Film Credits:
Erik Nelson – Director, Producer
Randall Boyd – Co-producer, Editor
Richard Thompson – Music, Composer and Performer
Tom Ronca – Additional Editing
Amy Briamonte, Dave Harding – Executive Producers
Wes Dorman – Principal Camera
Kris Denton, Steven Miko, Adam Goldberg – Additional Camera
Dave Coulter, Glen Bates, Chris Aidenhead – Sound
Douglas Martin – Visual Effects and Graphics Supervisor
Todd Gallahan, Esther Lucini, Patric Martin, Paul Marengo – Additional Graphics
Douglas Martin, Patrick Martin, Tom Ronca, Tony Russomanno – Segment Producers
Jessica De Jong – Production Manager
Jane Pfeister, Lala Damonte – Production Coordinators
Colin Hatton – Post-Production Coordinator
Tree Falls – Post-Production Audio
Linda Callahan – Stock Footage Coordinator
Simon Tassano – Music Audio Mix
Jan Machalik – Gaffer
Joel Potter – Grip
Lorraine Martin, Cheri Minns – Make-Up/Hair
Kari Hunter – Script Coordinator
Cynthia Shapiro – Business Affairs
Footage/Artwork/Stills Provided By:
M.I.T. Lecture Series Committee
James Gunn and the University of Kansas Center for the Study of Science Fiction
Josh Olson
Jacek Yerka, Morpheus International
NBC News Archives
MGM/UA Television
Sabucat Productions, Inc.

Special Thanks:

Keith Addis, Neil Gaiman, Josh Olson, Rebecca Spencer
Appearances by: Robin Williams, Neil Gaiman, Dan Simmons, Ron Moore, Peter David, Michael Cassutt, Stu Levin, Marty Shapiro, Richard Curtis
Archival Footage includes: Tom Snyder, Tom Brokaw, Jessica Savitch

Al Bundy on June 24th, 2007 at 6:54 pm 

Above average effort, Mr. Loftus. Although the grammatical errors stand out, and I blame your editor for letting those through, the spirit of it shows your fanish love of the man’s work. While I agree that the film will not do well in general release, the American public is woefully ignorant of anything older than Britney Spears or Lindsey Lohan’s latest escapades, I also agree that those who see it will be captivated by the raw personality that is Harlan. Perhaps if they market it with Robin Williams in TV commercials it can get the kind of legs that “My Bg Fat Greek Wedding” had. Or maybe it will go direct to DVD for the fans who already love him, hopefully with lots of cutting room floor material as extras.

Of course, that’s just my opinion. I could be wrong.

David S. on December 2nd, 2007 at 2:40 pm 

A concise and intriguing review of a long overdue project about one of the most captivating personalities I’ve ever met. I can’t wait for the movie and I’ll order the DVD when it’s released!

Babbit on December 13th, 2007 at 2:27 pm 

Definitely one for the Netflix’s queue… ^_^

Paul Riddell on April 2nd, 2008 at 2:15 pm 

So…where can I put money down in advance to show that I’m serious about attending a screening or buying a DVD?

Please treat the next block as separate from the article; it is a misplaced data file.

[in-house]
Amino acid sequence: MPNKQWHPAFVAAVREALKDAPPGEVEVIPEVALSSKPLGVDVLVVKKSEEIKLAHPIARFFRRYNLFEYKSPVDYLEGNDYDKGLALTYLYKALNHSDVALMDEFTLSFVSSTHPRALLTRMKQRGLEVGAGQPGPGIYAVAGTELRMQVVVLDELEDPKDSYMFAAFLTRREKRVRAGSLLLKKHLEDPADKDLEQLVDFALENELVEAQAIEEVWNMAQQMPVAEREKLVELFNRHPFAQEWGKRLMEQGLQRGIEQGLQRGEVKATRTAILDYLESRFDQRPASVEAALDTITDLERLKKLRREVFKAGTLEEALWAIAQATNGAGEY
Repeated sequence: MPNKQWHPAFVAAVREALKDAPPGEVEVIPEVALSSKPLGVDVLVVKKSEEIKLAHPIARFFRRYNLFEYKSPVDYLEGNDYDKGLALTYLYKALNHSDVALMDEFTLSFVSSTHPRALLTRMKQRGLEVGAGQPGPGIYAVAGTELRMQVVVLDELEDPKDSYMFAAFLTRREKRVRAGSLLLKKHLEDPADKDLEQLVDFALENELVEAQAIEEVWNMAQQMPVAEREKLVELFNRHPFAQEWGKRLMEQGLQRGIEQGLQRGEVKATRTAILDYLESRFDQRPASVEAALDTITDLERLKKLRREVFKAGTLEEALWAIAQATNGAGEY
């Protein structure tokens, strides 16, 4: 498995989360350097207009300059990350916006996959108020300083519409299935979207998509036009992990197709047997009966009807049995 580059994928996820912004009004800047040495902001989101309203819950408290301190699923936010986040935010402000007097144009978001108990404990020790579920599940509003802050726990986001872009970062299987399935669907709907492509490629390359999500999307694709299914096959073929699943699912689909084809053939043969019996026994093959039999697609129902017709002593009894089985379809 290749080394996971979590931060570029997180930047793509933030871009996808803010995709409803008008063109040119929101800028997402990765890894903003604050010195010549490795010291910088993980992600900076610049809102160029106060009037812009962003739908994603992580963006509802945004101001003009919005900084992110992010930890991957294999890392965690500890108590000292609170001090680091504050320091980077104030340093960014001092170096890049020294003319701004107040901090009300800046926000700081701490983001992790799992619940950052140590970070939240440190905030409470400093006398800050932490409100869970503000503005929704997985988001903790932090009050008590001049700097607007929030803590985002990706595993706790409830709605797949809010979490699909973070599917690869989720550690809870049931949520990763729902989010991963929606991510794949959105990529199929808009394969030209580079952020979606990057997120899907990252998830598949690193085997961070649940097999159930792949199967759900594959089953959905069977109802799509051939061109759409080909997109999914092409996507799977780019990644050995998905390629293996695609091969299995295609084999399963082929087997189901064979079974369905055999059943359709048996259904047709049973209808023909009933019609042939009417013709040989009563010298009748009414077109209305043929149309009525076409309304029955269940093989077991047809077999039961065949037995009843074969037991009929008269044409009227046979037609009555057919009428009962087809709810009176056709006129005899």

Zelig Soloway on May 18th, 2008 at 5:08 pm 

Saw the documentary in Toronto at the Hot Docs festival.
I have since bought every book still in print and have made use of the library for others.

I have never read another Authors work that speak to me as does Ellison’s. Fiction that requires that a reader must think.
As an English teacher, my goal is to incorporate some of Ellison’s work into my course curriculum.


lunasatic on May 27th, 2008 at 4:10 pm 

Since I live behind the back of beyond where do I buy the DVD? Been a fan of The Man since I was 10; he’s directly responsible for both my sense of self-responsibility and my refusal to be guilt-tripped or -trapped. Yes, I “do not work & play well with others”; mostly, they bore the hell outta me. He doesn’t.

Susanne Harmon on November 12th, 2008 at 7:01 pm 


Melony C. on December 14th, 2008 at 8:04 pm 

Still waiting to hear on when this is being put out on DVD and where I can find it. Please let us the fans and consumers know asap!

Brian Dear on January 22nd, 2009 at 3:59 pm 

According to Netflix, the DVD is being released in May 2009.

Duna on May 25th, 2009 at 9:56 pm 

For someone who supposedly has such high standards for human behavior, it is ironic Ellison chooses to befriend Neil Gaiman, who funds Scientology to the tune of $100,000.00. Gaiman and his family are listed in Scientology magazines as “Patrons with Honors” the highest ranking in the International Association of Scientologists. They are also “Founding US Patron” (denoting a life long oath to support the cult). Gaiman’s sister Claire Edwards is in charge of international recruiting. Gaiman lies about his status but he is a flaming Scientologist.

David Loftus on March 23rd, 2010 at 1:26 pm 

Just a very belated response to a couple of the comments above. Pace “Al Bundy,” I don’t see any grammatical errors in the piece, though I’ll admit the somewhat breathless style in which I wrote the piece makes for some fairly long and convoluted sentences that may be a challenge to parse. As for Duna, I’m no fan of Scientology and neither, I am sure, is Ellison. Whether or not your remarks about Gaiman’s connections to the organization are accurate is neither here nor there, however. Ellison and Gaiman are professional writers who admire each other’s work and consider each other friends. I too have friends who believe things I might privately think are bonkers — but as long as we treat each other with warmth and respect, that means nothing.

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Today, I went to the beach with my children. I found a sea shell and gave it to my 4 year old daughter and said “You can hear the ocean if you put this to your ear.” She placed the shell to her ear and screamed. There was a hermit crab inside and it pinched her ear. She never wants to go back! LoL I know this is totally off topic but I had to tell someone!